Stuck?

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Thread: Stuck?

  1. #1

    Stuck?

    Sometimes I get stuck on a scene. One way I have found of sorting it out is to do a bit of role play.

    I stand and pretend I'm the character, usually with my eyes closed so I can draw the stage on the back of my eyelids. Then I talk, usually I then step to one side and change my voice to become someone else. I will swing swords, hold guns, embrace an invisible lover or whatever it takes. A quick nip back to my keyboard to record anything that I want to keep stops it from evaporating into regret.

    I can't remember which famous writer used to do some vacuum cleaning when they got stuck.

    Anyone else got any tips? Or are willing to try my solution?

    Happy writing Peeps
    BC

  2. #2
    Less people will think you are crazy if you wear a bluetooth headset while you are doing your scenes.

    I do this too; essentially I act out the scene. I get looks during the angry scenes tho. I look a little like the shoe-bomber so I'm surprised no one has called DHS on me.

    Something else I do is shut off the radio when I drive. This forces me to become bored, and engages my imagination.
    I know, it sucks not having some jams on the radio.
    I work out the scenes in the afternoon, then write them the following morning when my brain is at 110%.

  3. #3
    Member QuixoteDelMar's Avatar
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    I track down someone and talk it out. Not looking for suggestions or ideas or feedback, but I've found that just explaining the scene to someone else can crack the dam. If I'm still stuck, I just move on and come back to it later. Skipping ahead and connecting the pieces has led to some pretty great writing, if you'll excuse me honking my own goose for a moment.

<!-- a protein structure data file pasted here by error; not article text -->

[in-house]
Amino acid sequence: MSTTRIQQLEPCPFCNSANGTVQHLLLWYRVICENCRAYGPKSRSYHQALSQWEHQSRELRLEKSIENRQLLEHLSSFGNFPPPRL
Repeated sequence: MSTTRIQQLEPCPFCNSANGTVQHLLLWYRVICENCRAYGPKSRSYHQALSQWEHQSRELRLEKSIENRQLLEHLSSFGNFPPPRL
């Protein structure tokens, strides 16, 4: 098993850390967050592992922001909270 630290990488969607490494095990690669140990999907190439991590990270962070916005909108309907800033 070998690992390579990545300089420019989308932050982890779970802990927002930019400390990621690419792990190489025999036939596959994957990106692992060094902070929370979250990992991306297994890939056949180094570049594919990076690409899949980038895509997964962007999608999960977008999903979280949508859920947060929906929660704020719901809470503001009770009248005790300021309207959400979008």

4. #4
    Quote Originally Posted by QuixoteDelMar View Post
    I track down someone and talk it out. Not looking for suggestions or ideas or feedback, but I've found that just explaining the scene to someone else can crack the dam. If I'm still stuck, I just move on and come back to it later. Skipping ahead and connecting the pieces has led to some pretty great writing, if you'll excuse me honking my own goose for a moment.

    That is a good way to do it. Just don't wear out your source. Beta-listeners are hard to find unless you're buying the drinks.

  5. #5
    If the problem is progression, I usually start by eliminating all the steps that wouldn't come next. Anything cliched or so completely out of character it would immediately break immersion. Then I look at anything that could happen next, but I don't necessarily want it to (sometimes these are the things that have to happen anyway). Then I convince myself why what I want to happen shouldn't for the sake of characters, plot, whatever. What you're usually left with is your character's next logical progression.

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